The 2024 Recipients

June, 2024

Provincetown Art Association and Museum (PAAM) is pleased to announce the recipients of the 2024 Lillian Orlowsky and William Freed Grant: Michelle Doll, 54, of Hoboken, NJ; Deborah Druick, 72, of Bronx County; Hongeli Li, 51, of Flushing, NY; Jeff Ostergren, 47, of New Haven, CT  and Robin Tewes, 73, of New York, NY. They will split a grant prize of $35,000 and participate in an exhibition here at PAAM next spring. 

The recipients, who are American painters over the age of 45, are chosen annually from more than 500 applicants, recognized for their talent, as well their ability to greatly benefit from this grant.

The late Lillian Orlowsky and William Freed were students of Hans Hofmann who studied with him in both New York and Provincetown. They were active at the Provincetown Art Association and Museum (PAAM) as artist members, instructors in the summer school, and they served on a variety of committees throughout their 50 years on Cape Cod. Lillian, in particular, was sensitive to the challenges artists face, especially those working against the mainstream or outside of popular schools of art. Her desire to provide financial support to mature artists through this generous endowment gift speaks to her passionate commitment to art created regardless of the demands and whims of the marketplace. 

Grants are offered to American painters aged 45 or older who demonstrate financial need. The primary emphasis is to promote public awareness and a commitment to American art, as well as encouraging interest in artists who lack adequate recognition.


Michelle Doll, 54, of Hoboken, NJ.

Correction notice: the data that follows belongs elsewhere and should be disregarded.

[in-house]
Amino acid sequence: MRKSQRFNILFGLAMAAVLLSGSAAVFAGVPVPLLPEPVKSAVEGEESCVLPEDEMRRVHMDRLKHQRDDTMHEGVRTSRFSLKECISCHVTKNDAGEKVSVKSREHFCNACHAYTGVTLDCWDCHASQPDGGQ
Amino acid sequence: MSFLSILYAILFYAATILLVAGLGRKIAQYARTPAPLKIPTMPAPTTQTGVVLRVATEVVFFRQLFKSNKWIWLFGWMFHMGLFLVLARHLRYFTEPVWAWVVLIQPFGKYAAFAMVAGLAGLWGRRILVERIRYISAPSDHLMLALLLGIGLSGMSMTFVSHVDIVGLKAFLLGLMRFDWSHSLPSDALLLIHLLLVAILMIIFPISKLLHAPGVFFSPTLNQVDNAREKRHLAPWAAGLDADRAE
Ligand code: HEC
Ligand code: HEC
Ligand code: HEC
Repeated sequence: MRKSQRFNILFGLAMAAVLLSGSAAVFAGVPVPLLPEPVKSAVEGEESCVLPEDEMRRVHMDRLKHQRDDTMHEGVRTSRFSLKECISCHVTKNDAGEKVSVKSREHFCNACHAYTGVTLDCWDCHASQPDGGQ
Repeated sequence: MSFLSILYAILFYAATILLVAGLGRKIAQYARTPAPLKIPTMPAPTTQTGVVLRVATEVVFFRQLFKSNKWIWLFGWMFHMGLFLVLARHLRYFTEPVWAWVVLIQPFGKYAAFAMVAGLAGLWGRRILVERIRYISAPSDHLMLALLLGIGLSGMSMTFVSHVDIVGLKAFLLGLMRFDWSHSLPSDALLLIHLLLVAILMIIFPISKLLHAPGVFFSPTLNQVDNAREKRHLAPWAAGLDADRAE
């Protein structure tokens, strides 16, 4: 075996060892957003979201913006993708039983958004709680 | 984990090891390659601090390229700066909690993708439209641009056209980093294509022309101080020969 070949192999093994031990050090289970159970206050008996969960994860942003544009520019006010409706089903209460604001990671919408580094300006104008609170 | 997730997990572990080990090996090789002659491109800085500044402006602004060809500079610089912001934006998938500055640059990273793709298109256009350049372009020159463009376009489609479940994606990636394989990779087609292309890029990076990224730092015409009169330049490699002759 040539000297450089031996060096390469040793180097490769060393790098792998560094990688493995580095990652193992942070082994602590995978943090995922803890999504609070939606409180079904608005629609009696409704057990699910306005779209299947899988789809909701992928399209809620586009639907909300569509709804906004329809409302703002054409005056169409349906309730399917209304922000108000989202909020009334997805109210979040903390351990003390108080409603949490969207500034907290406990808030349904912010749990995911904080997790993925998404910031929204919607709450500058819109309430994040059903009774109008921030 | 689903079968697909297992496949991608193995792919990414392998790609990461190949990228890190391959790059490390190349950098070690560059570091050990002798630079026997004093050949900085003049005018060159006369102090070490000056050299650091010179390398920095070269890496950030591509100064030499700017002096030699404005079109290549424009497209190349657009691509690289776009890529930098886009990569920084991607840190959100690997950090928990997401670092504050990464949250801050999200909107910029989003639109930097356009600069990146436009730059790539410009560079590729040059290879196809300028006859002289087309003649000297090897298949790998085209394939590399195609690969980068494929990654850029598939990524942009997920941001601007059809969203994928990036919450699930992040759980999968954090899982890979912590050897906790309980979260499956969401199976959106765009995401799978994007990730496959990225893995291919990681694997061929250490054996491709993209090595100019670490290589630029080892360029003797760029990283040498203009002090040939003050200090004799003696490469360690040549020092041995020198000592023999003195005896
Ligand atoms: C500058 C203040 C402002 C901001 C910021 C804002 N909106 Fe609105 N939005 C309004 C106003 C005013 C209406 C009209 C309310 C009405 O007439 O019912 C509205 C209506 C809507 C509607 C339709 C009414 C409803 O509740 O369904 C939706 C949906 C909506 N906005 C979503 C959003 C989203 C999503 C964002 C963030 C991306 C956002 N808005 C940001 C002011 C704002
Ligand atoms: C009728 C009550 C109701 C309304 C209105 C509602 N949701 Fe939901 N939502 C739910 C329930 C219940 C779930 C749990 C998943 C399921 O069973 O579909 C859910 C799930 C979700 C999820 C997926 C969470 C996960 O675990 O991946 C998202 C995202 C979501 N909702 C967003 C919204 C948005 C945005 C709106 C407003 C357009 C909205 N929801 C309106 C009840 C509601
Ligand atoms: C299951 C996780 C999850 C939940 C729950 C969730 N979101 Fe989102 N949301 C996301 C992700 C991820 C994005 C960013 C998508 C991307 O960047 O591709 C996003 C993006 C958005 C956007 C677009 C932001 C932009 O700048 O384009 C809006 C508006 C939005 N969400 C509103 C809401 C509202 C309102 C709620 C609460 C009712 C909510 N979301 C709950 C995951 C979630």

Michelle Doll was born in Canton, Ohio and received her BFA from Kent State University and her MFA from the New York Academy of Art in 2006. She currently lives and works in Hoboken, NJ and is an adjunct professor at the New Jersey City University while also teaching and mentoring artists both in person and online.

Doll writes, “I capture the sweet, physical and metaphysically fleeting moments that we all desperately try to hold on to. By rendering these moments, I explore how these sacred experience are transformed through time, bring to light how memory always changes just a little bit with every recollection. Through the gentle touch between a loving couple or the closeness between a mother and a child, these inspirational and transient moment hold meaning in the creases, crevices, overlaps and fold of connecting bodies. Above all, I want to fill my own life with the positive energy of love, and these painted meditations are a way to both be present with those sensations and set examples for others.”

Deborah Druick, 72, of Bronx County.

Druick writes “The female protagonists in my work present a femininity bound by conformity and the societal pressures restricting self-presentation and messaging. My paintings address issues of gender definition, self-identification, and female objectification. I emphasize and exaggerate stereotypical concepts of perfection, precision and beauty in femininity. In my work duality, stereotypes, ornamentation, patterning and exaggeration are all concepts that I investigate.” 

Honglei Li, 51, of Flushing, NY, by way of China.

As an Asian immigrant artist, I strive to make a strong voice for my community through painting. Since emigrating to the States in 2000, I have resided in Massachusetts and New York’s Chinatowns, where I witnessed endless stories of Asian immigrants – their tragedies, resilience, pain and joy. Yet, through the course studying Eastern contemporary art, I realize(d)(sic) there have been very few artworks addressing the experience of this group of people. To create visual metaphors unfolding the realities of Asian immigrants, I juxtaposed ancient characters and symbols in Asian mythologies with landscapes of Western metropolises.” 

In 2022, Li’s work was featured at Bowne Playground in Flushing, Queens, and Columbus Park in Manhattan. The pops of color invited residents in surrounding neighborhoods to engage with Chinese heritage, immigrant narratives, and the modern reinterpretation of folklore outdoors. The series, The Red String, was created by Li and Lily Yang, an artistic duo known as Lily & Honglei. The project was supported by More Arts, a nonprofit organization with the mission of producing socially engaged public art in New York City.

Jeff Ostergren, 47, of New Haven, CT.